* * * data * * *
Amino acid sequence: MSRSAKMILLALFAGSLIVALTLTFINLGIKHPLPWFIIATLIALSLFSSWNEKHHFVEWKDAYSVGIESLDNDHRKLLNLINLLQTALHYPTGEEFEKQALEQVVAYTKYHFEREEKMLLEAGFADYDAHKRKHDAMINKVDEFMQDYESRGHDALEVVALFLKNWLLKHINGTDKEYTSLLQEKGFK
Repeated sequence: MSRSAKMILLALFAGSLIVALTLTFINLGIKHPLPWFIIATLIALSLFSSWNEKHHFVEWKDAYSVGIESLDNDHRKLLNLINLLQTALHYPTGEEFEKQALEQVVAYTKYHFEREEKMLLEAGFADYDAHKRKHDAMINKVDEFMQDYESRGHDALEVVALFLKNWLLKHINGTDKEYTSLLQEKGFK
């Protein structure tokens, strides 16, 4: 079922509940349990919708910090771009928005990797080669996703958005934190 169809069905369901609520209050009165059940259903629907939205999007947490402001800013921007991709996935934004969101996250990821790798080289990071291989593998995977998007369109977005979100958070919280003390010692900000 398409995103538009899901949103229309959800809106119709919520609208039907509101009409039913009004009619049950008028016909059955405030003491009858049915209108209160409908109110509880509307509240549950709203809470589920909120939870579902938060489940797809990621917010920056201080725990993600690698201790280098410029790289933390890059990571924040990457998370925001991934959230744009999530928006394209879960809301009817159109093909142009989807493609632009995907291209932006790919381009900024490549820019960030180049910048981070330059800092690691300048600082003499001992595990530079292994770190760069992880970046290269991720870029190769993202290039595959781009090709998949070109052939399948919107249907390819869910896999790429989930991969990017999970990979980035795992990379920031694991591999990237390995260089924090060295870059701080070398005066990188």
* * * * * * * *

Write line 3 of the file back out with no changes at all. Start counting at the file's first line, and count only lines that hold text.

């Protein structure tokens, strides 16, 4: 079922509940349990919708910090771009928005990797080669996703958005934190 169809069905369901609520209050009165059940259903629907939205999007947490402001800013921007991709996935934004969101996250990821790798080289990071291989593998995977998007369109977005979100958070919280003390010692900000 398409995103538009899901949103229309959800809106119709919520609208039907509101009409039913009004009619049950008028016909059955405030003491009858049915209108209160409908109110509880509307509240549950709203809470589920909120939870579902938060489940797809990621917010920056201080725990993600690698201790280098410029790289933390890059990571924040990457998370925001991934959230744009999530928006394209879960809301009817159109093909142009989807493609632009995907291209932006790919381009900024490549820019960030180049910048981070330059800092690691300048600082003499001992595990530079292994770190760069992880970046290269991720870029190769993202290039595959781009090709998949070109052939399948919107249907390819869910896999790429989930991969990017999970990979980035795992990379920031694991591999990237390995260089924090060295870059701080070398005066990188």